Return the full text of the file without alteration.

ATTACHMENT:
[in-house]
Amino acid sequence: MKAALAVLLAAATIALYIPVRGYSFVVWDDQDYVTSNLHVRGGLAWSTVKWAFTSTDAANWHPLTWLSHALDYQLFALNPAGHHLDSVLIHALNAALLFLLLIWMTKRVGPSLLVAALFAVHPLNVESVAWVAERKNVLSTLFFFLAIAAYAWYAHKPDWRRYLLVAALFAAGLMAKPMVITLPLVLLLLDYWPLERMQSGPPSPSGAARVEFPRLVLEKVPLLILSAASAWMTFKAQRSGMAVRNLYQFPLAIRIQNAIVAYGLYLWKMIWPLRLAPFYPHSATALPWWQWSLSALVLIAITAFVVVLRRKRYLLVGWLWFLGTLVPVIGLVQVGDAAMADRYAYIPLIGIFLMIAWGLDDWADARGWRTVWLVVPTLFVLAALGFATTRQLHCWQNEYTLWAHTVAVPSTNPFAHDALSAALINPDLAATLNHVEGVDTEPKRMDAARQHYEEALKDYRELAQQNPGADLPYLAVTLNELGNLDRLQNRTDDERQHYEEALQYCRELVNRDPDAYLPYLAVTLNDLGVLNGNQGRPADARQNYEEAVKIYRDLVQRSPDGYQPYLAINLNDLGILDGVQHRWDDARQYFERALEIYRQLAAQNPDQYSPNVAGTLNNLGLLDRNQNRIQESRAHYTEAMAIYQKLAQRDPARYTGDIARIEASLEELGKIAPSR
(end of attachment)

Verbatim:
[in-house]
Amino acid sequence: MKAALAVLLAAATIALYIPVRGYSFVVWDDQDYVTSNLHVRGGLAWSTVKWAFTSTDAANWHPLTWLSHALDYQLFALNPAGHHLDSVLIHALNAALLFLLLIWMTKRVGPSLLVAALFAVHPLNVESVAWVAERKNVLSTLFFFLAIAAYAWYAHKPDWRRYLLVAALFAAGLMAKPMVITLPLVLLLLDYWPLERMQSGPPSPSGAARVEFPRLVLEKVPLLILSAASAWMTFKAQRSGMAVRNLYQFPLAIRIQNAIVAYGLYLWKMIWPLRLAPFYPHSATALPWWQWSLSALVLIAITAFVVVLRRKRYLLVGWLWFLGTLVPVIGLVQVGDAAMADRYAYIPLIGIFLMIAWGLDDWADARGWRTVWLVVPTLFVLAALGFATTRQLHCWQNEYTLWAHTVAVPSTNPFAHDALSAALINPDLAATLNHVEGVDTEPKRMDAARQHYEEALKDYRELAQQNPGADLPYLAVTLNELGNLDRLQNRTDDERQHYEEALQYCRELVNRDPDAYLPYLAVTLNDLGVLNGNQGRPADARQNYEEAVKIYRDLVQRSPDGYQPYLAINLNDLGILDGVQHRWDDARQYFERALEIYRQLAAQNPDQYSPNVAGTLNNLGLLDRNQNRIQESRAHYTEAMAIYQKLAQRDPARYTGDIARIEASLEELGKIAPSR